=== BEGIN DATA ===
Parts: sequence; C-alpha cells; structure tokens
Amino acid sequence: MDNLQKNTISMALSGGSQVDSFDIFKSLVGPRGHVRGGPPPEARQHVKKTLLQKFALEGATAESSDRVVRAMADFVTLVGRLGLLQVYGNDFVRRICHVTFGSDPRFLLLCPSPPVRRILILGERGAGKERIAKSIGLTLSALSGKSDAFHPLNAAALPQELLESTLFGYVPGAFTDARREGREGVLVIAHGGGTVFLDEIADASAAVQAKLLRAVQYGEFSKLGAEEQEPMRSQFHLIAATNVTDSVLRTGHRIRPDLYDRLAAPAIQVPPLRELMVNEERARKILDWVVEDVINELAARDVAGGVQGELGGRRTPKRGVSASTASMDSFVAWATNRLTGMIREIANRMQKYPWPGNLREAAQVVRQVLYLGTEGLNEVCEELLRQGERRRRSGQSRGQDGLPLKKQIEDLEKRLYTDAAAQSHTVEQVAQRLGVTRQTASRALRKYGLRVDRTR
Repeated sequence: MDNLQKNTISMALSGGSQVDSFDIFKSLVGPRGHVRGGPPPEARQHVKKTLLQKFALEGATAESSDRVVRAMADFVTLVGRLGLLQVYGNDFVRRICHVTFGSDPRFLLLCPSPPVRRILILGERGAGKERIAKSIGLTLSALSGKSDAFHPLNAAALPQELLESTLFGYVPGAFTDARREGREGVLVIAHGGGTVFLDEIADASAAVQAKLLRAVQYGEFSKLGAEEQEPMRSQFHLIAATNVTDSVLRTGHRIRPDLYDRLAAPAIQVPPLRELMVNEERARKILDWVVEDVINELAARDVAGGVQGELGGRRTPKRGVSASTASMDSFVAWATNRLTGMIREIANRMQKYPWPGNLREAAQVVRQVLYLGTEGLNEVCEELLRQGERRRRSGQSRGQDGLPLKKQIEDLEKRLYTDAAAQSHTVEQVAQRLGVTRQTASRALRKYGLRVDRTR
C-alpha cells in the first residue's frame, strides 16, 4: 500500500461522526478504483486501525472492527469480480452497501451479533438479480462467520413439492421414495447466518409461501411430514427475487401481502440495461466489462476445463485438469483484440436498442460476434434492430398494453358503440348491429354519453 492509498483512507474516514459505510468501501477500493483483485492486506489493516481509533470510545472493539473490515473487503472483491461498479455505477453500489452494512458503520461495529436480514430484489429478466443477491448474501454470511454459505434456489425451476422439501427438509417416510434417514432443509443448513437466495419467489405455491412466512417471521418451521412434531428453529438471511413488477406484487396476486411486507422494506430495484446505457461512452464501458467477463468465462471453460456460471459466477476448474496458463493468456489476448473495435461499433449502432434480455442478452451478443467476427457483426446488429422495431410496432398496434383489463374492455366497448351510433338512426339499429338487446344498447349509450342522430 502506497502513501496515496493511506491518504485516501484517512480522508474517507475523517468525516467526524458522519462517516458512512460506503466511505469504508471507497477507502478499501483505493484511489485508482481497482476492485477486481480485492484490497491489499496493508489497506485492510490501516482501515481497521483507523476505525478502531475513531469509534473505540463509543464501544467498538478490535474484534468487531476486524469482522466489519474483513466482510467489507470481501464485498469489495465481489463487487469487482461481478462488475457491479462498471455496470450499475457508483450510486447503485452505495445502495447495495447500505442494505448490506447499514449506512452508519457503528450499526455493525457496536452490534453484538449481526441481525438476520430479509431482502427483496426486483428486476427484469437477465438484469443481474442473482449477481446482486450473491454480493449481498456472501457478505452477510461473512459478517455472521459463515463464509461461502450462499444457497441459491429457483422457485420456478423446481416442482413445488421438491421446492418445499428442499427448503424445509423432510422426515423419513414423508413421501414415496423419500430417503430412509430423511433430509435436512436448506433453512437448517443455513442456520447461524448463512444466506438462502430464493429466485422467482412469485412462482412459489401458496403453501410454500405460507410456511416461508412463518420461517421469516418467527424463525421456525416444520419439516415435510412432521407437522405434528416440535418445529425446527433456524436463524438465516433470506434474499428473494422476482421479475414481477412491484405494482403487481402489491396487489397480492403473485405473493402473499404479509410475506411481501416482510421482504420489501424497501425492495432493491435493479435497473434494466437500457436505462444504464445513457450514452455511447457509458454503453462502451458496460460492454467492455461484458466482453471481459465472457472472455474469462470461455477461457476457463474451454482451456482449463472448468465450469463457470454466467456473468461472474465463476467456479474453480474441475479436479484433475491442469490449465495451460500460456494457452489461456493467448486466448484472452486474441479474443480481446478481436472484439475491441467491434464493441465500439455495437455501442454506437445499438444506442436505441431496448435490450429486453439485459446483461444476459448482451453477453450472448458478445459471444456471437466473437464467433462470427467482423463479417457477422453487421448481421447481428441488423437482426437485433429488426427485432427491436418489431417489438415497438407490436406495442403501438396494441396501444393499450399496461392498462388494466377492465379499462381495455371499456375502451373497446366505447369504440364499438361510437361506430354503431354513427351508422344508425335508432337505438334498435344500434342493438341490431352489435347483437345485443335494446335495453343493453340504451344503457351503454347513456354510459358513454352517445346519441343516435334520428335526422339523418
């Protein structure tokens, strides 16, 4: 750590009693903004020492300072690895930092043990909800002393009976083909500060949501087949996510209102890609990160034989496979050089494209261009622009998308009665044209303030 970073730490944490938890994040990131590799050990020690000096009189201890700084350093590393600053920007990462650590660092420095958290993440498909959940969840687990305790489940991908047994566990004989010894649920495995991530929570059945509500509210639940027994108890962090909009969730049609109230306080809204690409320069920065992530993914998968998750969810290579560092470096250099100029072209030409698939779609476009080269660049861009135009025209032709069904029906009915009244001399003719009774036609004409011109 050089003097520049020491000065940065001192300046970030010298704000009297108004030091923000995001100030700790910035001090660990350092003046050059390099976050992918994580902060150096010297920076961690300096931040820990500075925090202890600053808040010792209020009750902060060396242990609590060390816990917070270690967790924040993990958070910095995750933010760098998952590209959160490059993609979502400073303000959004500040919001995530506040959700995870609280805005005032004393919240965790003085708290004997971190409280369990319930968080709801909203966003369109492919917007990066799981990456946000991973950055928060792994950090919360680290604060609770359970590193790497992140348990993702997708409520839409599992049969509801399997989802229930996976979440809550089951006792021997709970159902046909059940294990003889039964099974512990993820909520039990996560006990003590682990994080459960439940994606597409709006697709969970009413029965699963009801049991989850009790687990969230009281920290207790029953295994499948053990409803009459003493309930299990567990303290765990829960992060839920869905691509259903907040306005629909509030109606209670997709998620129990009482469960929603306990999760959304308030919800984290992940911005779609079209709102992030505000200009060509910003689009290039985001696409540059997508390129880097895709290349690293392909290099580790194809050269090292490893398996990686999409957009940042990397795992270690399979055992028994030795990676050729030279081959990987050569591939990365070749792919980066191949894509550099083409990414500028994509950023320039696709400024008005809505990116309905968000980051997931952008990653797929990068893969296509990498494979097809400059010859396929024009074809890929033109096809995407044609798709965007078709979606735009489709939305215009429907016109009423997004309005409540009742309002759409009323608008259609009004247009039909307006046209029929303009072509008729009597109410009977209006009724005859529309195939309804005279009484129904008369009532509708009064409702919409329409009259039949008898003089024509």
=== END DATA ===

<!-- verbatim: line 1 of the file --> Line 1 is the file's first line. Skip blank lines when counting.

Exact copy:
Parts: sequence; C-alpha cells; structure tokens